Though it has faded from memory a bit – 12th Night – occurring on January 5th and 6th was once a major holiday celebration in the UK. It marked the end of the holiday season, and the Epiphany, which in Christian tradition is the day when the three wise men arrived to see the newborn Jesus and bestow gifts upon him. Occurring 12 days after Christmas, Twelfth Night was one last night of feasting and merriment before the Christmas season was officially over.
One of the key treats of 12th Night is Wassail, a warm alcoholic punch with fortified wine, apples and warm holiday spices. Some recipes even include eggs, in the manner of eggnog. Wassailing also refers to the tradition of roving door to door and singing carols, including of course “Here we come A-Wassailing.” You can find a variety of recipes at Lavender and Lovage, Nourished Kitchen, or a more modern take at LA Weekly.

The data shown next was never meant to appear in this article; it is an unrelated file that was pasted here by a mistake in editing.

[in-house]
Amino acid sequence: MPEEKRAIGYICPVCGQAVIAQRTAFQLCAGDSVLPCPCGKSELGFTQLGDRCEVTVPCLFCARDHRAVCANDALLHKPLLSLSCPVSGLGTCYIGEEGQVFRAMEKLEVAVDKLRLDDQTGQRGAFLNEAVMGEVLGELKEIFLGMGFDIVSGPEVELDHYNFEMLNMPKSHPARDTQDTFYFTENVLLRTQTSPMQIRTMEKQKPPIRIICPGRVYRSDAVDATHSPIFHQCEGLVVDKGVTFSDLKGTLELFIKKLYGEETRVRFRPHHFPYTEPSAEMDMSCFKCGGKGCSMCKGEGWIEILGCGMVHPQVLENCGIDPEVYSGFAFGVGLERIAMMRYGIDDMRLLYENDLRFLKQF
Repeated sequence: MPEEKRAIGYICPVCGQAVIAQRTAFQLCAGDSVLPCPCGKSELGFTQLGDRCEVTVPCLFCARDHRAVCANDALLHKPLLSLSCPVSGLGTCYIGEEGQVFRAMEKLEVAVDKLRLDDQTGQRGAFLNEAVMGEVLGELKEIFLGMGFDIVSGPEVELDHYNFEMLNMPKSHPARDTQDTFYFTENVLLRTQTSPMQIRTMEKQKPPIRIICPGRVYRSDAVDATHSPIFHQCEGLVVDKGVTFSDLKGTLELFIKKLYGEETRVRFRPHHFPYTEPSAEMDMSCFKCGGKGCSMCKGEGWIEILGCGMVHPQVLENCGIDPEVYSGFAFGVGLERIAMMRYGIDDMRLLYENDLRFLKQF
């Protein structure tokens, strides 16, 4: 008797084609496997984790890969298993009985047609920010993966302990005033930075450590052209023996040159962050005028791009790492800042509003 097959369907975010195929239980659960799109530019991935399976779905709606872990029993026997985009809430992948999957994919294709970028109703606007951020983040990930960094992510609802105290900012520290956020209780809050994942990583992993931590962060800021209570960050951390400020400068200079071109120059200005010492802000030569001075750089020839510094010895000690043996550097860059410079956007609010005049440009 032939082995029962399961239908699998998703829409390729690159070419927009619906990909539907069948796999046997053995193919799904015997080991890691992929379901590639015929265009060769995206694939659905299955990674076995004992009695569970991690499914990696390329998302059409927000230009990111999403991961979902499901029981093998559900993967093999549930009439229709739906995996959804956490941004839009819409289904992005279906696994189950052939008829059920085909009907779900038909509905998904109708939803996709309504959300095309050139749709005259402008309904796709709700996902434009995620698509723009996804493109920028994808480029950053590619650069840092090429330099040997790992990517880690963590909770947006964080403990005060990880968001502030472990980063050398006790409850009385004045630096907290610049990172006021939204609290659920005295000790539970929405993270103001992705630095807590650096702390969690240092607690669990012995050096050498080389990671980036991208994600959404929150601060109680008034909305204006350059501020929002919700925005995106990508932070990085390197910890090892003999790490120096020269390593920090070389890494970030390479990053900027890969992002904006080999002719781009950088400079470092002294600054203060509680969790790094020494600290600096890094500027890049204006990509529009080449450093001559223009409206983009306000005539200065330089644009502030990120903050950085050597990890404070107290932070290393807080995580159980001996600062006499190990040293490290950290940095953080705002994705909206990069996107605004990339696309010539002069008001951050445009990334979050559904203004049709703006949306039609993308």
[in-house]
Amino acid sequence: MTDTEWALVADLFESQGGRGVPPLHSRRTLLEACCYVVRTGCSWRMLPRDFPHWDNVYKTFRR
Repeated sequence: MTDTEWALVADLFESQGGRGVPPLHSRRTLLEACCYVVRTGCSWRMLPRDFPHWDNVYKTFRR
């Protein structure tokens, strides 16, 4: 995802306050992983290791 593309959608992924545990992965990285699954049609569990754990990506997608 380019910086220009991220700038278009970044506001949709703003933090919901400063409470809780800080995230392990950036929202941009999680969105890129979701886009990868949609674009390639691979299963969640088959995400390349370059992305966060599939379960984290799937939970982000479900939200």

A Twelfth Cake is also a traditional food of the holiday – it is a basically a fruitcake with a dried in it – much like the trinket found in a Rosca des Reyes or Galette des Rois. The person who found the bean was then the king or queen for the day. Though the shape and form of the cake is not as codified as in some other cultures, 12th night cakes were increasingly elaborate by the end of the 19th century. Here are some historical 12th Night Cake recipes from the 1800s and an updated version from English Heritage.
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